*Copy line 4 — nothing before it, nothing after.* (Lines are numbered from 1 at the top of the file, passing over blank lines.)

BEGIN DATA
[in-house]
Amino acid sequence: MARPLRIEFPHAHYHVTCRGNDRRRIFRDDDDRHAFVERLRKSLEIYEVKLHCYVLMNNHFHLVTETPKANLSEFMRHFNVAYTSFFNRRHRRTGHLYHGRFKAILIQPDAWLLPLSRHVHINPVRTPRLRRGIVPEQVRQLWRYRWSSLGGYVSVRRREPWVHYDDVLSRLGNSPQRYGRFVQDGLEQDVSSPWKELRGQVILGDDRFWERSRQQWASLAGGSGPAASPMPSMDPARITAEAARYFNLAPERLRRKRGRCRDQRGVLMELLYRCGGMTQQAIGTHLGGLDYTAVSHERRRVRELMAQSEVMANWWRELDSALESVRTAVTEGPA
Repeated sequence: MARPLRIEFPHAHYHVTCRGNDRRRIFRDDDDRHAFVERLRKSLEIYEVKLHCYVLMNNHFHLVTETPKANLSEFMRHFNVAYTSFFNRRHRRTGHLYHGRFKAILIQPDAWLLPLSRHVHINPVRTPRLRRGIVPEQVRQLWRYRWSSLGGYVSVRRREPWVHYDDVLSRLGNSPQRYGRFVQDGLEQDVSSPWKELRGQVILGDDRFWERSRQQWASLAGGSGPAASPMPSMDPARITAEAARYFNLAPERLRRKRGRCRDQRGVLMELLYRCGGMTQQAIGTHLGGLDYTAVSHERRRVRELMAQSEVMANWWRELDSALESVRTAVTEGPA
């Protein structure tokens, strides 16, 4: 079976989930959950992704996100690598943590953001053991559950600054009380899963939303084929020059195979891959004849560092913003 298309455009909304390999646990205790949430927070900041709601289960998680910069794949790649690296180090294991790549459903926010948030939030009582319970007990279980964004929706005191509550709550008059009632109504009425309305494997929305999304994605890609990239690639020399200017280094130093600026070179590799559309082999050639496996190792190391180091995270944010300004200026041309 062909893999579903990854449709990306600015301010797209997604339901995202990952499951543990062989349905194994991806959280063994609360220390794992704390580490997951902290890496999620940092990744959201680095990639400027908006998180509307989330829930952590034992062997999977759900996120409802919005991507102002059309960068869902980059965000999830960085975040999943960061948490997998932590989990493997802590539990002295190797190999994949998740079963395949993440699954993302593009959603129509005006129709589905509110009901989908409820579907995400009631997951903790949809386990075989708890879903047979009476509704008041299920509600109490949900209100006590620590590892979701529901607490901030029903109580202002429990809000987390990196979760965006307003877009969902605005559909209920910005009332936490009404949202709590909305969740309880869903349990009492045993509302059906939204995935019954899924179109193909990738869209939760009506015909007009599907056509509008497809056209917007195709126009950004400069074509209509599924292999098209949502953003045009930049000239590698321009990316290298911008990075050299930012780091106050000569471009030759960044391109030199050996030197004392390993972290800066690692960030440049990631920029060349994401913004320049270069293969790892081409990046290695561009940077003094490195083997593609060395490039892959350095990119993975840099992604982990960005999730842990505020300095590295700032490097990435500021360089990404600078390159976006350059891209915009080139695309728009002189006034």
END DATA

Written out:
């Protein structure tokens, strides 16, 4: 079976989930959950992704996100690598943590953001053991559950600054009380899963939303084929020059195979891959004849560092913003 298309455009909304390999646990205790949430927070900041709601289960998680910069794949790649690296180090294991790549459903926010948030939030009582319970007990279980964004929706005191509550709550008059009632109504009425309305494997929305999304994605890609990239690639020399200017280094130093600026070179590799559309082999050639496996190792190391180091995270944010300004200026041309 062909893999579903990854449709990306600015301010797209997604339901995202990952499951543990062989349905194994991806959280063994609360220390794992704390580490997951902290890496999620940092990744959201680095990639400027908006998180509307989330829930952590034992062997999977759900996120409802919005991507102002059309960068869902980059965000999830960085975040999943960061948490997998932590989990493997802590539990002295190797190999994949998740079963395949993440699954993302593009959603129509005006129709589905509110009901989908409820579907995400009631997951903790949809386990075989708890879903047979009476509704008041299920509600109490949900209100006590620590590892979701529901607490901030029903109580202002429990809000987390990196979760965006307003877009969902605005559909209920910005009332936490009404949202709590909305969740309880869903349990009492045993509302059906939204995935019954899924179109193909990738869209939760009506015909007009599907056509509008497809056209917007195709126009950004400069074509209509599924292999098209949502953003045009930049000239590698321009990316290298911008990075050299930012780091106050000569471009030759960044391109030199050996030197004392390993972290800066690692960030440049990631920029060349994401913004320049270069293969790892081409990046290695561009940077003094490195083997593609060395490039892959350095990119993975840099992604982990960005999730842990505020300095590295700032490097990435500021360089990404600078390159976006350059891209915009080139695309728009002189006034």